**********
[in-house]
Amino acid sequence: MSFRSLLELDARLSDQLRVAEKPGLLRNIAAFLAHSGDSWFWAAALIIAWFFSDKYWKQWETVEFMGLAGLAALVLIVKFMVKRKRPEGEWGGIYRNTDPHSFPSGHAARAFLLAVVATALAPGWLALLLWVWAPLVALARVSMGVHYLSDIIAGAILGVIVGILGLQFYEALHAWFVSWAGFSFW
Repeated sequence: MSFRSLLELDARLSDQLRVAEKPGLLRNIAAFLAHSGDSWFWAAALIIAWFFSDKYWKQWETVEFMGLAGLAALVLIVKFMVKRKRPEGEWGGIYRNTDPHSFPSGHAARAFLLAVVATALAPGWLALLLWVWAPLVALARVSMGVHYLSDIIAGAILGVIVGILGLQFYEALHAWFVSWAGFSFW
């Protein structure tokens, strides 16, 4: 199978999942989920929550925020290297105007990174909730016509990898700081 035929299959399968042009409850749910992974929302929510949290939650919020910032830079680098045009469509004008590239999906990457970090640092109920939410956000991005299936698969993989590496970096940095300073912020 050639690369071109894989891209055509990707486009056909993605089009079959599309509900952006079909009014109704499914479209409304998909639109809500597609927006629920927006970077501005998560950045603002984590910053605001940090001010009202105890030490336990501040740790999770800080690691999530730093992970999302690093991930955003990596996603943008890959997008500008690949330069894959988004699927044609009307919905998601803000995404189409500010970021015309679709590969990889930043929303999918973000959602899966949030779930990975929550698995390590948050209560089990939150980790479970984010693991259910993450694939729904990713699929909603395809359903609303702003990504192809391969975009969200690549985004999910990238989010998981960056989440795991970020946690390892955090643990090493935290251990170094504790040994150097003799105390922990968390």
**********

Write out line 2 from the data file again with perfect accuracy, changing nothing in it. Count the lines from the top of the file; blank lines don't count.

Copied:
Amino acid sequence: MSFRSLLELDARLSDQLRVAEKPGLLRNIAAFLAHSGDSWFWAAALIIAWFFSDKYWKQWETVEFMGLAGLAALVLIVKFMVKRKRPEGEWGGIYRNTDPHSFPSGHAARAFLLAVVATALAPGWLALLLWVWAPLVALARVSMGVHYLSDIIAGAILGVIVGILGLQFYEALHAWFVSWAGFSFW